April 29, 2014
The Issaquah School District is likely to lose some flexibility in budgeting next year.
State officials announced April 24 that Washington would lose a waiver it has been receiving from the federal government which allowed the state flexibility under portions of the No Child Left Behind law.
Under the law, 100 percent of students need to be at their grade level standard in both reading and math by this year. For the past few years, the federal government has granted more than 40 states waivers from the requirement.
April 22, 2014
The Issaquah School District’s nutrition advisory committee will host a public meeting regarding new U.S. Department of Agriculture guidelines for student nutrition and activities.
The meeting will be from 3-5 p.m. April 30 at the district’s administration building, 565 N.W. Holly St. The committee will listen to public comments for 10-20 minutes at the beginning. The public is invited to stay and listen to the remainder of the meeting.
April 22, 2014
Liberty High School
Alina Nguyen, senior
“It has caused many people I know in my community to grow distant from relationships and hide from their responsibilities or problems.”
Christine Dao, junior
“I’ve witnessed families being torn down due to it.”
April 22, 2014
The prevalence of substance abuse among teenagers is skyrocketing, as more youths are being challenged by emotional, mental and social difficulties.
In October 2012, the Issaquah School District conducted its fifth biennial Healthy Youth Survey among Issaquah sixth-, eighth-, 10th-, and 12th-graders. The anonymous survey asked about students’ physical activity and nutrition, drug abuse, emotional health and other “risky behaviors.” Questions regarding substance abuse made up more than half of the survey.
Today’s high school students experience laborious amounts of homework, time-consuming extracurricular activities and elevated parental expectations. As teenagers begin entering high school, some resort to substance abuse to cope with the additional stress and responsibility they didn’t face in middle school.
April 22, 2014
NEW — 6 a.m. April 22, 2014
The state’s Office of the Superintendent of Public Instruction and Board of Education announced the 2013 Washington Achievement Award winners April 15, and 10 Issaquah School District schools made the cut.
The awards are selected annually using two academic indexes. A total of 413 schools statewide were chosen this year in six categories: overall excellence, high progress, reading growth, math growth, extended graduation rates and English language acquisition.
Issaquah schools that earned awards in overall excellence included all three comprehensive high schools — Issaquah, Liberty and Skyline — as well as four elementary schools: Cougar Ridge, Discovery, Endeavour and Newcastle.
April 19, 2014
NEW – 6 a.m. April 19, 2014
Skyline High School Principal Lisa Hechtman will leave her position at the end of the school year.
In an email to Skyline families April 14, Hechtman said she had accepted an offer to serve as the Issaquah School District’s executive director of personnel.
Hechtman was in her second stint at Skyline. She was one of its original staff members when the school opened in 1997, serving for seven years as a humanities teachers, dean of students and assistant principal.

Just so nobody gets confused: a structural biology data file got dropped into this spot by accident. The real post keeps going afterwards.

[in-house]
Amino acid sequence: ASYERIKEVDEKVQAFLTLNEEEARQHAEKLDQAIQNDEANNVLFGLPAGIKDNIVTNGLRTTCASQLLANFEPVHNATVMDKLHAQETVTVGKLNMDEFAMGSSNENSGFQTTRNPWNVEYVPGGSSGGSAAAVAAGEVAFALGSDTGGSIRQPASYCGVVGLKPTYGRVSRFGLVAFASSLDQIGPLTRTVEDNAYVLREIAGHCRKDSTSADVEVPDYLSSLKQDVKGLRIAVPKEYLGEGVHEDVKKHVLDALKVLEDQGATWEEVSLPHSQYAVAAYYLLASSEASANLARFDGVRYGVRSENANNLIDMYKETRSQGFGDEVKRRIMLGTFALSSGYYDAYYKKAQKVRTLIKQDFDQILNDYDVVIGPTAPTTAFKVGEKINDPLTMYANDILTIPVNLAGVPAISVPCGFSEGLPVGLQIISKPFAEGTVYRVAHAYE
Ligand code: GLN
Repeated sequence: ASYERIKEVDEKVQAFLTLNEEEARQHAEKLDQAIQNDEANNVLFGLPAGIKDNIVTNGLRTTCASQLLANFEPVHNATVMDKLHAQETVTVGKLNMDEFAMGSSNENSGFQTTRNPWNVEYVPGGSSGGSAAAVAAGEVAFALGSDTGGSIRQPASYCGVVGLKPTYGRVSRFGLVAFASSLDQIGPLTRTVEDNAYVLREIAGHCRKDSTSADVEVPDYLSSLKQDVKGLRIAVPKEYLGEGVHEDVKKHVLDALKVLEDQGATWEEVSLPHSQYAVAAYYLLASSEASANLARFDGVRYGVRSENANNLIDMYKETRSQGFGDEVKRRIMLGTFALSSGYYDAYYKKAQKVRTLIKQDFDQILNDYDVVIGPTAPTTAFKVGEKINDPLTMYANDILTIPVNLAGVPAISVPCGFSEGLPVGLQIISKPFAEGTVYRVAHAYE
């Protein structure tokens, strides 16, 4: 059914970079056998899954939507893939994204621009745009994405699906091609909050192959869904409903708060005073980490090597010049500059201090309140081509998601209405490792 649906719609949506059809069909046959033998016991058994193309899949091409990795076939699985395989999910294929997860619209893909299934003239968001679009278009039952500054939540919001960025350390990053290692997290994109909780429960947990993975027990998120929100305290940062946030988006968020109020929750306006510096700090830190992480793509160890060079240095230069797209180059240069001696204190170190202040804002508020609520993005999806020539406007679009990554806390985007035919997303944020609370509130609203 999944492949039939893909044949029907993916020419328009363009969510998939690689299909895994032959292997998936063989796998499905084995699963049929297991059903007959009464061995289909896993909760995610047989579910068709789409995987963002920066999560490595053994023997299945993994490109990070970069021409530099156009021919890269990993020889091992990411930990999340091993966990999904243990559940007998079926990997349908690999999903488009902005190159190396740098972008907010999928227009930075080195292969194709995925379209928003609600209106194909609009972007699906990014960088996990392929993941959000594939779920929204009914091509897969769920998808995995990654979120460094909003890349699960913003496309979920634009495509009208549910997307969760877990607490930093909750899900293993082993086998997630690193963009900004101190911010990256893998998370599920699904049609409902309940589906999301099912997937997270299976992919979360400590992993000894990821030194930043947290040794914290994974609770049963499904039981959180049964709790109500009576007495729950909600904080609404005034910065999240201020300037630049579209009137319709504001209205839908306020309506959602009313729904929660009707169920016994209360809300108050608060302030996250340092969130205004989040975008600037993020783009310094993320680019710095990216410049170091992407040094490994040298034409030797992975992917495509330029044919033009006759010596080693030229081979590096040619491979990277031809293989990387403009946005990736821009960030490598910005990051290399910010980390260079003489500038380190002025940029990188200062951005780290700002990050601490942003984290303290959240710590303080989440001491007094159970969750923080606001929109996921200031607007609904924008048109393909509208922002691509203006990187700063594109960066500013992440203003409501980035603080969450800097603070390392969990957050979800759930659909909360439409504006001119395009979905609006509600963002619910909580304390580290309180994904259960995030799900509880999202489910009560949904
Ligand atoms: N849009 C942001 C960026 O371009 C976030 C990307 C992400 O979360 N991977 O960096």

April 16, 2014
NEW — 6 a.m. April 16, 2014
Liberty High School junior Ashton Herrild took home the top prize in the Drug Free Community Coalition’s 2014 “Influence the Choice” student video contest.
Herrild’s two-minute video encouraged peers to “live for the nights you’ll never forget,” rather than “the nights you won’t remember,” and live a drug-free life. His overall win came with a prize of $800.
More than 100 Issaquah School District students worked to submit 54 videos encouraging their peers to say no to prescription drugs, alcohol and marijuana. The students spent an estimated 400 hours crafting the videos.
April 15, 2014
Local mom Regan Wong found a nifty way to repurpose the contents of that long forgotten box, tucked away in a closet, filled to the brim with broken, sometimes wrapperless crayons.
The vibrant coloring tools undoubtedly lived a life of usefulness at one point, but rather than letting them sit on a shelf reminiscing about the good old days of elementary school, or letting them rot in a landfill, Wong is turning them in to something environmentally friendly and beautiful.
Wacky Crayons takes used crayons, melts them down and, using food-grade molds, crafts new, multicolored drawing tools in various shapes and sizes.
“We didn’t invent this, but we’re sort of perfecting it along the way,” Wong said.
April 8, 2014
Tiger Mountain school rethink can work
The Issaquah School Board is planning some big changes for Tiger Mountain Community High School. Some of these changes are necessary, but the disruption of the community is not.
Tiger Mountain has about 100 students who would generally be considered “at risk.” The school tries to reach these students with nontraditional methods in an attempt to keep them engaged.
The attempt isn’t working as well as it should. The school’s graduation rate of 37 percent shows this. Whatever methods district officials are attempting are actually reaching only a fraction of the students.
April 8, 2014
Spring is typically a time when students in the Issaquah School District have a chance to let their scientific flowers blossom.
That was the case at Endeavour Elementary School last week. The school had roughly 400 of its 660 students participate in its annual science fair, Little Minds at Work.
“It’s one of the biggest events we have here at the school,” said Jill Bengis, a member of the Endeavour PTSA. “The kids really look forward to it, and it’s a great opportunity for them to really shine and show what they can do.”